Most people are generally familiar with the concept of double taxation. Corporate attorneys and accountants regularly raise the issue when asked by entrepreneurs about choosing the right business entity for a new company (or for an existing company looking to grow and insulate its owners from personal liability). Moreover, double taxation remains a hot button political issue. Whatever political side one falls on, double taxation is real and new and existing business owners need to be informed as they make critical business decisions regarding incorporation or the creation of some other formal entity.
The concept of double taxation itself is simple enough - the Internal Revenue Service (IRS) and state taxing authorities tax corporations based on their profits. In addition, when those profits are distributed to the corporate shareholders in the form of dividends, the individual shareholders are taxed again creating a significantly higher actual tax rate on the corporate profits. Say a corporation generated profits of $100,000 in a given tax year. The federal corporate tax rate on profits of $100,000 is currently 34% so the corporation owes a tax of $34,000. If you and a co-owner each own 50% of the stock in the corporation and issue yourselves each a $50,000 dividend, you will each add the $50,000 to your income for the tax year. Assuming you both end up in the 35% tax bracket, each of you will both pay an additional $17,500 in taxes. In effect, the $100,000 in corporate profits is hit with a total tax bill of $69,000 or an actual tax rate of 69%. While this picture is much more complicated for most corporations, the concept remains the same - corporate profits are taxed twice.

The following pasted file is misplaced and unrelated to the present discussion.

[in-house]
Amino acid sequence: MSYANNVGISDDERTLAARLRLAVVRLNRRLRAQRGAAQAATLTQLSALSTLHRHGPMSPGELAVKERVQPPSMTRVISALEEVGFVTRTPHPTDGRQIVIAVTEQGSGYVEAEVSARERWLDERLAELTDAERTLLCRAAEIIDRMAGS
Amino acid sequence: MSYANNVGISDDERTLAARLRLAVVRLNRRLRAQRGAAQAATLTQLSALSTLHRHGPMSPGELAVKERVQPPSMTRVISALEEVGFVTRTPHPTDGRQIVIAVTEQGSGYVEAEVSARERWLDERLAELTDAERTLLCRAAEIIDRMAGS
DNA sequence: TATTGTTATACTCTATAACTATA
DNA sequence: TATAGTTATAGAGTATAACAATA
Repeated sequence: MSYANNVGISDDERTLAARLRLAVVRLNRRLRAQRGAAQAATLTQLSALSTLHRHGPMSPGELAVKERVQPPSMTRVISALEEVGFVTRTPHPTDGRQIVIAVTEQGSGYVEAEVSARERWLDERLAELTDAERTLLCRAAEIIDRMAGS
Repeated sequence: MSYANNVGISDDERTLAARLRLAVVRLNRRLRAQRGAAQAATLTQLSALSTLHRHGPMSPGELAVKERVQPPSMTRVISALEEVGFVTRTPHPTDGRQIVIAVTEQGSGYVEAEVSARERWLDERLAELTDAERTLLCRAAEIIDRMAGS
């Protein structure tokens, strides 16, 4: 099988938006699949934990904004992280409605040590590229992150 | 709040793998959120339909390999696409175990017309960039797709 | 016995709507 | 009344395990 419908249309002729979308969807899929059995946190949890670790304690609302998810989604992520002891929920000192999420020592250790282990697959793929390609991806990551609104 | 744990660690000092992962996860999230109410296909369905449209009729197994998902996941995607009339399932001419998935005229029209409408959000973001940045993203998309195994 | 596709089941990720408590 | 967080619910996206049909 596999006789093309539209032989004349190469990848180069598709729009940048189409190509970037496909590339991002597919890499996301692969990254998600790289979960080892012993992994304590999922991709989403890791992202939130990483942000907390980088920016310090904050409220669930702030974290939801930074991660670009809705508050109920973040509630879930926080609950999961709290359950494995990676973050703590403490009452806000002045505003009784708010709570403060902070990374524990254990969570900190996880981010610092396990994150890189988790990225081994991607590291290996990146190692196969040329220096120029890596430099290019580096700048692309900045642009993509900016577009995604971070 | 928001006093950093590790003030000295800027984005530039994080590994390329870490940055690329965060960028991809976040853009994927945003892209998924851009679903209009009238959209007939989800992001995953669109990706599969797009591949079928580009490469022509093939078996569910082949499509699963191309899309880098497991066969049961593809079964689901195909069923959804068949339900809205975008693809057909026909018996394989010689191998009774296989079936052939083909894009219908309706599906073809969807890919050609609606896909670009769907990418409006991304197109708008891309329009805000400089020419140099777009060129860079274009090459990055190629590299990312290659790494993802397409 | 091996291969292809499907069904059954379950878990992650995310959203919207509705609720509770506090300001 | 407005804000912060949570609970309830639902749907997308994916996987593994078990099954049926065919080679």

The most common reason business owners incorporate is to insulate themselves from the liabilities of the business. This goal can be accomplished in ways that avoid double taxation, including the formation of a Limited Liability Company (LLC) or, if a corporation meets certain qualifications, by electing to be taxed as an S-Corporation. S-Corporations are taxed the same as partnerships (pass-through taxation). The profits are divided amongst the individual shareholders who are then taxed as individuals. The Corporation's profits are not taxed separately. If an S-Corporation election is not made, then the entity is considered a C-Corporation and is taxed accordingly (double taxation).
The question then becomes, why would anyone ever wish to form a C-Corporation? A comprehensive answer is beyond the scope of this article. Businesses choose the C-Corporation for varied and complicated reasons most often with the guidance of a San Diego Business Attorney and tax professional. Larger entities planning on going public don't typically qualify for the S-Corporation election and the LLC is still a relatively unknown entity to be an attractive business in the public market. There are also ways for smaller corporations to avoid double taxation and it is common for them to do so. See How to Avoid Double Taxation for Small Corporations.